Bibliophilia (30.12.2010) *updated*

Here’s my last round up of book reviews and things for 2010. As always peruse, use and read! Reviews Charles Crosland has read Eric Metaxas’ biography of Bonhoeffer: Pastor, martyr, prophet, spy Tim Challies has reviewed The Death of the Grown Up by Diana West. Great idea. Tim says, ‘If West is correct, our society needs to grow up and needs to do so before it is too late.’ Gary McMurray has read Disciplines of a Godly Man by R Kent Hughes, ‘Areas of life perhaps never considered before are…

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I link therefore I am (31.12.2010)

I’m not sure there’s anything remarkable in this bunch of links but there you go. I hope you all have enjoyed reading this blog during the past year, I’m very grateful and thankful that you have and I hope you’ll carry on in 2011. It’s going to be an eventful year. Please take time to leave a comment every now and then which would be most appreciated. Happy New Year and hope 2011 will be a year of grace for you. I’m with Tim Chester on this one. A good…

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Reviews: 2010

These are the books I’ve managed to read this year. It’s the most since I started blogging. Maybe next year I’ll manage 50! The Way Forward? Christian Voices on Homosexuality & the Church Silent Savior by AJ Gregory Status Anxiety by Alain de Botton You are the treasure I seek by Greg Dutcher Crazy Love by Francis Chan Enough by John Naish Virtual Integrity by Daniel Lohrmann Success by Simon Coupland Pegasus Bridge by Stephen Ambrose Blood & Sand by Frank Gardner Forgotten God by Francis Chan Just Politics edited…

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Book Review: Audio, Video and Media in the Ministry

I don’t know why I was selected to review this book, I’m not particularly qualified but I reviewed it for Christianity magazine, so here it is.   ‘The importance of the media team in enhancing the church’s ministry cannot be overstated’. I beg to differ. There’s no question that these days any church embracing technology (even as basic as a microphone or projector) needs competent and servant-hearted people who will selflessly and often thanklessly make things work. However, in many places the church manages to grow quite well without ever…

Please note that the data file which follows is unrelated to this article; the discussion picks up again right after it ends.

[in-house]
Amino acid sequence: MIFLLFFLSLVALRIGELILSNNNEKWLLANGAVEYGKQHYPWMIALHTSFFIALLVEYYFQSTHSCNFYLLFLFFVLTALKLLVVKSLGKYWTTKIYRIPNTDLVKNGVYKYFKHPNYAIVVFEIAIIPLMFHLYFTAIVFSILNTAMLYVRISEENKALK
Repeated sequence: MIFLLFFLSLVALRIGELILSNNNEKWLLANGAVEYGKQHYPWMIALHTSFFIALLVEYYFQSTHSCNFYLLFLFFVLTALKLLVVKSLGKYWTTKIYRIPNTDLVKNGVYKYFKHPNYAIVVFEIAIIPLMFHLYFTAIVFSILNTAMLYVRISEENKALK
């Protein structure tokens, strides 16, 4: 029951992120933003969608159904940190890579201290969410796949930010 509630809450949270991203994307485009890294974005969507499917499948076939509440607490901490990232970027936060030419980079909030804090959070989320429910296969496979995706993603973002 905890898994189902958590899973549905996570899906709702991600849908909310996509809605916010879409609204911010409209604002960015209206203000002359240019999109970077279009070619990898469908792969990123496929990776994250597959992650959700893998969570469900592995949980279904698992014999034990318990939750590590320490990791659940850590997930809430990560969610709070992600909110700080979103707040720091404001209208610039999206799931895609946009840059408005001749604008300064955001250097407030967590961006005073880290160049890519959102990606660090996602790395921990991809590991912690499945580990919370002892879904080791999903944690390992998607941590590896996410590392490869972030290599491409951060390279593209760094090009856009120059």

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Simplifying my digital life

I spend quite a lot of time (too much in all likelihood) online as the internet has become ever more useful and interlocked into how we do things. Basic things that once required pen and paper are now done online. I’ve noticed that as someone with reasonably high levels of curiosity I’ve signed up to loads of different things. I’ve probably dozens and dozens of accounts, my email address(es) liberally scattered over the interweb. This leads to clogging of my inbox and an increase in spam and junk mails but…

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Looking ahead to 2011

In terms of decision making 2010 was quite a year and in 2011 I get to follow through on some of those decisions. There are a number of challenges ahead: In January we launch Hope Church and as a church begin Just 10. We’ll also apply to universities in Sweden. At the end of January I’ll bring some teaching from Philippians to York CU at their houseparty. In February I visit Sweden and try and work out where we’ll live for 9 months or so, plus pray and fast with…

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My ten (now eleven) most popular posts of 2010 *updated*

It’s often fascinated me which posts have caught the attention both of the regular reader and occasionally wider afield. Those posts aren’t always the ones I spend most time on or the ones I care most about. So here are my ten most popular posts of the past year (book reviews have been stripped out as that was another post). *updated 27.12.2010 due to some late blog post reading* It was bound to happen… By far and away the most read post all year. In the wake of the media…

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The most repugnant idea ever

Christmas has been tamed but at its heart it is scandalous, shocking and offensive. I’ll let Richard Dawkins explain why. Dawkins was (over) reacting to the Pope’s Thought for the Day on the BBC yesterday. “(this is)…the centrepiece of what Ratzinger actually did say in his Thought for the Day. ‘Christ destroyed death forever and restored life by means of his shameful death on the Cross.’ More shameful than the death itself is the Christian theory that it was necessary. It was necessary because all humans are born in sin.”…

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